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Olympus µ Tough-6000 review

Our Rating :
Price when reviewed : £206
inc VAT


1/2.3in 10.0-megapixel sensor, 3.6x zoom (28-102mm equivalent), 149g

The µ Tough-6000 isn’t quite as rugged as its more expensive sibling, the Tough-8000, but waterproofing to a depth of 3m and shock protection from 1.5m are still competitive.

It has the same lens cover as the Tough-8000, with the same benefits and drawbacks.

We don’t think much of the cramped buttons, some of which have labels that are etched rather than printed. These will be tricky to see and operate in water. However, the camera makes up for it with an innovative tap control function. Tapping the right side of the camera brings up flash settings, while the left side accesses macro options. This includes a macro mode with LED lamp illumination. Tapping the screen switches to image playback, and it’s then possible to flick through shots by tapping either side. This isn’t so useful when bobbing around on the ocean, but it’s ideal for reviewing photos when wearing skiing gloves.

Sadly, there’s little else about this camera that impresses. It’s the slowest in the group, taking up to five seconds to switch on and take a shot. The gap between shots depends on what sort of media is used; with an xD card we measured an average of 4.4 seconds. Using a microSD card via the supplied adaptor reduced this time to 3.2 seconds, but even that is still slow, though. Continuous shooting ran at just 0.6fps, but an alternative mode captured 3-megapixel photos at an impressive 5fps.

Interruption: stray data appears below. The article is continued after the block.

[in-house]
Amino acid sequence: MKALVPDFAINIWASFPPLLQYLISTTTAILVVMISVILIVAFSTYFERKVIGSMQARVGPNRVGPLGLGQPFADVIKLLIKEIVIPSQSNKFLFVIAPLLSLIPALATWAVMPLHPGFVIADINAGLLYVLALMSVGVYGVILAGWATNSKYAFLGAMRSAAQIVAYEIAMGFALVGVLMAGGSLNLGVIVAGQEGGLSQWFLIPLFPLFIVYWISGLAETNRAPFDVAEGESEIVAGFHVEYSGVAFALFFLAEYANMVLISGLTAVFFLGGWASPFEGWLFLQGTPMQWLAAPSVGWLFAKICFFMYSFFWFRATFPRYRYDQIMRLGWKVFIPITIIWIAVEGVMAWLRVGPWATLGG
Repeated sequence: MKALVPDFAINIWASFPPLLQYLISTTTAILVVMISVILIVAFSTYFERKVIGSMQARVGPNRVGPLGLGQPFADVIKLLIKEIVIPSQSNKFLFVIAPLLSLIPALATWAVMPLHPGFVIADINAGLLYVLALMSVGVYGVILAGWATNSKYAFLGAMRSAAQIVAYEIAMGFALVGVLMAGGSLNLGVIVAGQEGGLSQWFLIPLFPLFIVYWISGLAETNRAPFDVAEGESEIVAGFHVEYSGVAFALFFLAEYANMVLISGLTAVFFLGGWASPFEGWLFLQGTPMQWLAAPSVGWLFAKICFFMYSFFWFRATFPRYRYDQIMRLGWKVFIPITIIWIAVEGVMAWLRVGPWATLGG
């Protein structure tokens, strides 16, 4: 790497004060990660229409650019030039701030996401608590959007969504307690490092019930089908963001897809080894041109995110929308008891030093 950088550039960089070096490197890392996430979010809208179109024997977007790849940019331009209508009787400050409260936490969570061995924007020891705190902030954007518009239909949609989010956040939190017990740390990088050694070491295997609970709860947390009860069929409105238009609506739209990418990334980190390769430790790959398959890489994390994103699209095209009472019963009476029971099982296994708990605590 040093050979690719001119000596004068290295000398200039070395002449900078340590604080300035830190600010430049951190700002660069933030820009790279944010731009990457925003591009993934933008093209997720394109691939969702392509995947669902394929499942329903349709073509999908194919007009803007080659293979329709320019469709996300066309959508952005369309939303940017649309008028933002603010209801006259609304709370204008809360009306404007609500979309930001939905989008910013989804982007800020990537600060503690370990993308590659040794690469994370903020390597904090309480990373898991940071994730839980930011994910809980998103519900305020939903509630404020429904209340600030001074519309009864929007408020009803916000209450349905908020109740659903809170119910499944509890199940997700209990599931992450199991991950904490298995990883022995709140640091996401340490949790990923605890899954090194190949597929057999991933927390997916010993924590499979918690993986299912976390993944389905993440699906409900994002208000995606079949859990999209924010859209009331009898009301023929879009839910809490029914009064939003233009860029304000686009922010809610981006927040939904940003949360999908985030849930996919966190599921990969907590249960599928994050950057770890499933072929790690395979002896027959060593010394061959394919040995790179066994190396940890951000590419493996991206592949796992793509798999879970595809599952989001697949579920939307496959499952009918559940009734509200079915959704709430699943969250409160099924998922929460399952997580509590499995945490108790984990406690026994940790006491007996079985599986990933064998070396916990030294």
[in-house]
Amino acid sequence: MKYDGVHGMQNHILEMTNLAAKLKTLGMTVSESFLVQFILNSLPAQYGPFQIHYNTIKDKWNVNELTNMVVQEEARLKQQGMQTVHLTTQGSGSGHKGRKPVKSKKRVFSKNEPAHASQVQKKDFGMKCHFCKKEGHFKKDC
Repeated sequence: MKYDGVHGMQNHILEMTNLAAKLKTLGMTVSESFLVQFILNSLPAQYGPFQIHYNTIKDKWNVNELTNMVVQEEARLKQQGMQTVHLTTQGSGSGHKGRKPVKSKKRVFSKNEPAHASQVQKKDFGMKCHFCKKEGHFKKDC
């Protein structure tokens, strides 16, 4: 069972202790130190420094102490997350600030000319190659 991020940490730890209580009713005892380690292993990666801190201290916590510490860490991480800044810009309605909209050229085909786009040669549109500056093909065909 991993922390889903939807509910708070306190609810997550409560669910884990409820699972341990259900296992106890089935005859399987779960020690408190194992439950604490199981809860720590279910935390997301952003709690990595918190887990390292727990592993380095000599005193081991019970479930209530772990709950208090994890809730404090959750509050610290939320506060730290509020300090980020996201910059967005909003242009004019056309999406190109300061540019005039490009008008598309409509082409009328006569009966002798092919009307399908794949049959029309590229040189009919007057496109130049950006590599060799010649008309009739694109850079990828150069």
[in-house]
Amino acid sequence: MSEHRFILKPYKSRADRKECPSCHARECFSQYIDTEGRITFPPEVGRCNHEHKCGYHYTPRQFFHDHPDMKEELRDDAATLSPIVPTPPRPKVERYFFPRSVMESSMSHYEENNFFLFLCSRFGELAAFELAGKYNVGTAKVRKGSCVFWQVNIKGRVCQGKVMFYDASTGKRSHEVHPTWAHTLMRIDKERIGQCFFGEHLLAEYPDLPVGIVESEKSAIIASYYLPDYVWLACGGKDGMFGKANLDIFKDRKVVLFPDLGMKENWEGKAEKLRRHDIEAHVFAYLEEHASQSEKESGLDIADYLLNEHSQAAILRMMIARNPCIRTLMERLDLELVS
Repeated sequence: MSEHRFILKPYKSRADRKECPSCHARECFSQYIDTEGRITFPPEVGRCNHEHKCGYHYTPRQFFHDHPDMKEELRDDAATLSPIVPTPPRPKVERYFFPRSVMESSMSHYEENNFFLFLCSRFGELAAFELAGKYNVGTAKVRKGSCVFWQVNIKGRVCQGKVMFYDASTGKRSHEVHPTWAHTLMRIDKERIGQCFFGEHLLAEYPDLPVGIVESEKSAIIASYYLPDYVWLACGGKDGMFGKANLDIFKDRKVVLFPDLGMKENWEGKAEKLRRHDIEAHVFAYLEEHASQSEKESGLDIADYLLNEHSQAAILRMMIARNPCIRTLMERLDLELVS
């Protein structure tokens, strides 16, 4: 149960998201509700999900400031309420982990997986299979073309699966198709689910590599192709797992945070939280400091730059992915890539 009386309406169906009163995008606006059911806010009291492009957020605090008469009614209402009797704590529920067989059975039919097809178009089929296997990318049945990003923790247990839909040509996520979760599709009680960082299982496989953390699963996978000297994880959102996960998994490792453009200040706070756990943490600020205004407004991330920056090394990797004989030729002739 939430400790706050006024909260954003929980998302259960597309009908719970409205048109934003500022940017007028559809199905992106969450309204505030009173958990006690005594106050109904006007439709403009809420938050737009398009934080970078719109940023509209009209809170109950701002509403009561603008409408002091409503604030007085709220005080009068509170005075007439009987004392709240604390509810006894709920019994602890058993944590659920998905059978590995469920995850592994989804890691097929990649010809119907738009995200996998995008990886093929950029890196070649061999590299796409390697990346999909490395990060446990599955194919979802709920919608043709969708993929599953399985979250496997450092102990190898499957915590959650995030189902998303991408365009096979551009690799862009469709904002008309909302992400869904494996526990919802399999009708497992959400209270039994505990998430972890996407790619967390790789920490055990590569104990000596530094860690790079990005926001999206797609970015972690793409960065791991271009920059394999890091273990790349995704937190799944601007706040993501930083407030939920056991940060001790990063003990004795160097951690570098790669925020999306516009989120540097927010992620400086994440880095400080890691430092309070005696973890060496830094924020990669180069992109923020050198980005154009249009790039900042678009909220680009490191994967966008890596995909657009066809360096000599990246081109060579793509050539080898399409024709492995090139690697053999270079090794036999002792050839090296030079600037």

The ? Tough-6000 trailed behind the others for image quality, too. Details looked sharp in favourable lighting, but comparisons with Canon’s D10 and Panasonic’s DMC-FT1 revealed that the 6000 failed to resolve subtle textures. Noise was extremely heavy in low light, but at least it was a more uniform colour than the Tough-8000’s kaleidoscopic splodges. So many of our test shots were blurred that we have to wonder if optical image stabilisation was malfunctioning and introducing shakes, rather than eliminating them.

Even if we disregard this problem, the poor performance, low quality shots and high noise mean that we can’t recommend this camera.

Basic Specifications

Rating **
CCD effective megapixels 10.0 megapixels
CCD size 1/2.3in
Viewfinder none
LCD screen size 2.7in
LCD screen resolution 230,000 pixels
Optical zoom 3.6x
Zoom 35mm equivalent 28-102mm
Image stabilisation optical, sensor shift
Maximum image resolution 3,648×2,736
Maximum movie resolution 640×480
Movie frame rate at max quality 30fps
File formats JPEG; AVI (M-JPEG)


Memory slot xD, microSD
Mermory supplied 42MB internal
Battery type 3.7V 925mAh Li-ion
Battery Life (tested) 230 shots
Connectivity USB, AV, DC in
Body material metal
Accessories USB and AV cables
Weight 149g
Size 63x95x22mm

Buying Information

Price £206

Camera Controls

Exposure modes auto
Shutter speed auto
Aperture range auto
ISO range (at full resolution) 50 to 1600
Exposure compensation +/-2 EV
White balance auto, 6 presets
Additional image controls shadow adjust
Manual focus No
Closest macro focus 2cm
Auto-focus modes multi, centre, face detect
Metering modes multi, centre, face detect
Flash auto, forced, suppressed, red-eye reduction
Drive modes single, continuous, self-timer